Technically I stumbled upon this "recipe" in Texas, although it is a Chinese dish.   I was there visiting my grandfather's childhood friend, and he was whipping up a typical lunch.  It was clear that cooking was an art to him, and not a science.  As such, I watched his every move and the ingredients he added, without asking for amounts or temperatures.  Much like when I recreated this dish in Israel, do what you can with what you have.  :)

Prepare the vegetables/toppings:

Slice finely and blanche:
  • Carrots
  • Celery
  • Bean sprouts (pick ends off first)
  • Cucumbers (don't blanche)
  • Edamame (optional).
Cook the meat sauce:

Put olive oil and a lot of finely chopped green onions into a frying pan.  Add ground pork and split apart with chopsticks or a spatula.  Add soy sauce.  Then add chicken broth and let it boil down a bit.  Then add superior dark soy sauce.  In a small bowl or mug, mix a bit of flour and water and then add the mixture to the meat sauce, stirring to thicken.  Let it cook a bit more.

Cook the noodles:

Typically, you use a thick wheat noodle.  I've also had it with dried Chinese noodles, or most recently I used egg noodles (because that's what I could find!).

Set the table and serve!  Fill your bowl with noodles, then add your condiments and top with the meat sauce.  Enjoy!

Saturday, April 14, 2012

Please Sir, I Want Some More

Waiting in the grocery checkout line for 13 minutes to buy bread is not something I would typically tolerate.  But, as my options are limited, I’m willing to make adjustments (I know…how big of me, right?). 

Passover in Israel has (finally) just ended, and after a week without bread and pasta, I’m willing to go to extraordinary lengths to get my fill of wheat products…if you call waiting in line for 13 minutes an extraordinary length.  But as the ‘ban’ on leavened products was lifted yesterday evening, the only bad news was that by that time most stores were closing for Shabbat.  Thus, my extra-long search to find bread today. 
When I woke up longing for a peanut butter sandwich, I hurriedly walked to the nearby corner shops (the two that are open on Shabbat), only to find out that they don’t sell bread.  So I took a longer stroll to the only grocery store that was open in the neighborhood.  It was packed with people, and the bread section had already been well picked over, some bags of pita even having been torn through and left with only a few pieces.  I carefully selected a full bag of pita bread, pasta and couscous and then waited patiently to pay so I could walk home with my bag of goodies.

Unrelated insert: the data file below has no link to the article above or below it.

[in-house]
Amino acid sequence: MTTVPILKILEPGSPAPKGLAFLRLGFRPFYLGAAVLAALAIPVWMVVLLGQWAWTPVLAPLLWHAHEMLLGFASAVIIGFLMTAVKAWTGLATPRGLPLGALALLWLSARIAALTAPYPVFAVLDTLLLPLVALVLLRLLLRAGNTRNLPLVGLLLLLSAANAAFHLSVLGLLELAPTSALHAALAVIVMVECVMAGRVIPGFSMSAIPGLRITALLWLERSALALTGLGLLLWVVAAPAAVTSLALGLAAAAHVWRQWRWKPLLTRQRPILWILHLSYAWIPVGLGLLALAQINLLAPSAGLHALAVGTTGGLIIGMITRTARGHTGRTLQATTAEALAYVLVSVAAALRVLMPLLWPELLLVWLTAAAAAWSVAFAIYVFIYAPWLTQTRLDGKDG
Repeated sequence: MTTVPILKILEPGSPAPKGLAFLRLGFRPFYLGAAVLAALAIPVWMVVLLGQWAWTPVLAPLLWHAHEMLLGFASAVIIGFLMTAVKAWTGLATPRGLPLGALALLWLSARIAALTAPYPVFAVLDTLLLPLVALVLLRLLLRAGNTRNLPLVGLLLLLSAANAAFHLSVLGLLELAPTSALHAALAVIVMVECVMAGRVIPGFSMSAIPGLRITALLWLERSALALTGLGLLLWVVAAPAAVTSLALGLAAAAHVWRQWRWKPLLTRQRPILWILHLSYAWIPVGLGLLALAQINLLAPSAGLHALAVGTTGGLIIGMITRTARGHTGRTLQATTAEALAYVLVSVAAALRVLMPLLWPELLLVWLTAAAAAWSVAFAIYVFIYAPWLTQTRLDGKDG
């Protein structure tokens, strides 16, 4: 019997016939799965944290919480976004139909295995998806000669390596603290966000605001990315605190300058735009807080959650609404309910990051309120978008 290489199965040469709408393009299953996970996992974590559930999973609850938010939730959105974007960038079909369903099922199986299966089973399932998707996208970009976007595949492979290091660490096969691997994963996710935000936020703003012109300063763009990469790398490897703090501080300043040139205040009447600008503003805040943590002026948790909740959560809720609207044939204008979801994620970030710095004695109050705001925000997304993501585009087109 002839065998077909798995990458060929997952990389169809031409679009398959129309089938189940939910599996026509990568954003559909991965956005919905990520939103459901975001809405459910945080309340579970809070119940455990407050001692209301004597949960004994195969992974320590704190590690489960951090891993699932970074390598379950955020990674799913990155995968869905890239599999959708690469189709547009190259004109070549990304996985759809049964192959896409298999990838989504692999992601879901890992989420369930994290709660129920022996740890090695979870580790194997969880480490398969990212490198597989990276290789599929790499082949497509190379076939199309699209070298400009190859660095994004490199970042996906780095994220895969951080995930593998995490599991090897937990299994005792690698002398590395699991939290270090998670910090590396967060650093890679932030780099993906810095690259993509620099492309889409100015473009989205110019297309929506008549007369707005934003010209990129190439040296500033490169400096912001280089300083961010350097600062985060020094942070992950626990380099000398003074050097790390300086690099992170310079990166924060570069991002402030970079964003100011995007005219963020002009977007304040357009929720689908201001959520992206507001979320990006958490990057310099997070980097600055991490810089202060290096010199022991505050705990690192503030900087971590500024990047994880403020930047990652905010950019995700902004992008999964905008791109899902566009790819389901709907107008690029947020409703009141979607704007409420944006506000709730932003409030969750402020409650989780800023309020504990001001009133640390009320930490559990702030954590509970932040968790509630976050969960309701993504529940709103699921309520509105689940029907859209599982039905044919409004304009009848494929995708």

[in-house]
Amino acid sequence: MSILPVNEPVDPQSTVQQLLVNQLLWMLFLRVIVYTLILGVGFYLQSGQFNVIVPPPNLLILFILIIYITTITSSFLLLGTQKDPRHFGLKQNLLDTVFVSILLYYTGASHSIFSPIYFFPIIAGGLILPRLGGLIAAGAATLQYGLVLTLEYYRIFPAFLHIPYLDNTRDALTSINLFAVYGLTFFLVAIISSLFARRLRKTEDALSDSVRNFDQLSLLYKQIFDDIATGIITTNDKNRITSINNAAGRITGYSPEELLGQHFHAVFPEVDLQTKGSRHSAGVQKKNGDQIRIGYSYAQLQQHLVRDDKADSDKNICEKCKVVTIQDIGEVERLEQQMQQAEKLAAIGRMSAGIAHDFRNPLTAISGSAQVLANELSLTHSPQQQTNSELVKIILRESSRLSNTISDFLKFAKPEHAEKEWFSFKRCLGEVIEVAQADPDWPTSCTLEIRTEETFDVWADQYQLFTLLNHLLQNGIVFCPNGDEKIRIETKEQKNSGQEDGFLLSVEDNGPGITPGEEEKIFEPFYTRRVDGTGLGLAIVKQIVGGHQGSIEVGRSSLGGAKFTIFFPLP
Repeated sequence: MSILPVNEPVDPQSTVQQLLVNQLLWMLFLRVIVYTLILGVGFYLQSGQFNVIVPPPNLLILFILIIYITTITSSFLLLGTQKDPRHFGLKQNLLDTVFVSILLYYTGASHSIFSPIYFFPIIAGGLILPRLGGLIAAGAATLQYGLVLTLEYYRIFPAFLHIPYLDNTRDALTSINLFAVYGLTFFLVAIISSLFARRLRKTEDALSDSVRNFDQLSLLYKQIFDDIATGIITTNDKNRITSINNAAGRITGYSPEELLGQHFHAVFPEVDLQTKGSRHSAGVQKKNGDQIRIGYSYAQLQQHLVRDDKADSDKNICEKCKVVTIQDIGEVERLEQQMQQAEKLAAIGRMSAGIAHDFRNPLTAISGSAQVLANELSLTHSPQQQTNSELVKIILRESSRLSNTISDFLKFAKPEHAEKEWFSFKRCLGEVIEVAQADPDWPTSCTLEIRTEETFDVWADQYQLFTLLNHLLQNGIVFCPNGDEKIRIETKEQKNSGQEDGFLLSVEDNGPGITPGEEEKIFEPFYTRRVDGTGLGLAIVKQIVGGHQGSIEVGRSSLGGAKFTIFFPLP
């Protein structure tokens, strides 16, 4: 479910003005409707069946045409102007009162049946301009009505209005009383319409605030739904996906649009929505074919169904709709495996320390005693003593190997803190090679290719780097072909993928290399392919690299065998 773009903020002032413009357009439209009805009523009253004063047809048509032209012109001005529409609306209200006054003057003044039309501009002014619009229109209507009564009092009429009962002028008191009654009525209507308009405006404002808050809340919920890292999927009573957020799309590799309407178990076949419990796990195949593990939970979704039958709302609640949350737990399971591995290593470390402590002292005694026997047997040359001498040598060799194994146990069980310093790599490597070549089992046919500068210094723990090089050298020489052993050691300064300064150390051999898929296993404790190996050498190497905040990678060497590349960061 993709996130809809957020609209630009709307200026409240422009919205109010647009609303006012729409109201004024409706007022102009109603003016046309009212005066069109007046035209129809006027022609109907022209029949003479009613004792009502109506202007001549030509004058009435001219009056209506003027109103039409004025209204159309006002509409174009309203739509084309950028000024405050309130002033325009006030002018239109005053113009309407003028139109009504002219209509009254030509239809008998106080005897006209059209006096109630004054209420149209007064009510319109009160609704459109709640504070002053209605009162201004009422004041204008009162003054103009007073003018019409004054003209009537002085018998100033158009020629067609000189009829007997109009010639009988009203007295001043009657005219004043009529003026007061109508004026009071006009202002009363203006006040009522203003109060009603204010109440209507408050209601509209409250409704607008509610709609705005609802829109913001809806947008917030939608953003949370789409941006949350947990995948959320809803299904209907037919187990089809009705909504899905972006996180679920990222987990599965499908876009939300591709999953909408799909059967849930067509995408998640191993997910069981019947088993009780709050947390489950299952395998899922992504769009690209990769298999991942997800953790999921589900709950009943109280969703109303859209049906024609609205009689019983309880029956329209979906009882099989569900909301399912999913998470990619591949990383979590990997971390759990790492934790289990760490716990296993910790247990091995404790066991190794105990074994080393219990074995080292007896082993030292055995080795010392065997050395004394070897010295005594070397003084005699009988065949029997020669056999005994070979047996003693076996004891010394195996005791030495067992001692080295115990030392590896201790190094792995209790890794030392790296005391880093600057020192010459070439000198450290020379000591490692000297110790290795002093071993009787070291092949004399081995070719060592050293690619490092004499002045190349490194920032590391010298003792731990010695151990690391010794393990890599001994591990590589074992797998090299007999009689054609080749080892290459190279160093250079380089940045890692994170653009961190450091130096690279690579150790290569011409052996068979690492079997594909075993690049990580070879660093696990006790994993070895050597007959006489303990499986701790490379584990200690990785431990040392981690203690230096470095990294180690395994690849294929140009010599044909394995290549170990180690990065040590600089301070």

You might wonder why I would participate in Passover observance if I’m not Jewish.  Well, first off, I didn’t have too much of a choice.  I was rather surprised to find out that stores won’t even sell any products with leavening during Passover.  At the beginning of the week when we went grocery shopping, there were huge pieces of white plastic wrap covering the products that were forbidden to purchase – bread, flour, seasonings, cereal, pasta, condiments, soups, etc. Towards the end of the week, however, some of the plastic wrap had been torn a bit, peeked behind, or removed – which made all the grocery stores look completely disheveled.  I assumed people were ‘breaking’ under the pressure and removing the plastic wrap to get to their coveted, ‘can’t-live-without’ products.  But I quickly found out that wasn’t the case.
Covering up the non-kosher food items

I picked up a stray package that resembled a mushroom soup base from a bin at the end of an aisle, and continued to pick out fruit, vegetables and potatoes (ugh…more potatoes).  When I went to check out, the gal at the register couldn’t scan my mystery mushroom soup.  She proceeded to tell me since it wasn’t registering, it wasn’t a kosher product and she couldn’t sell it to me.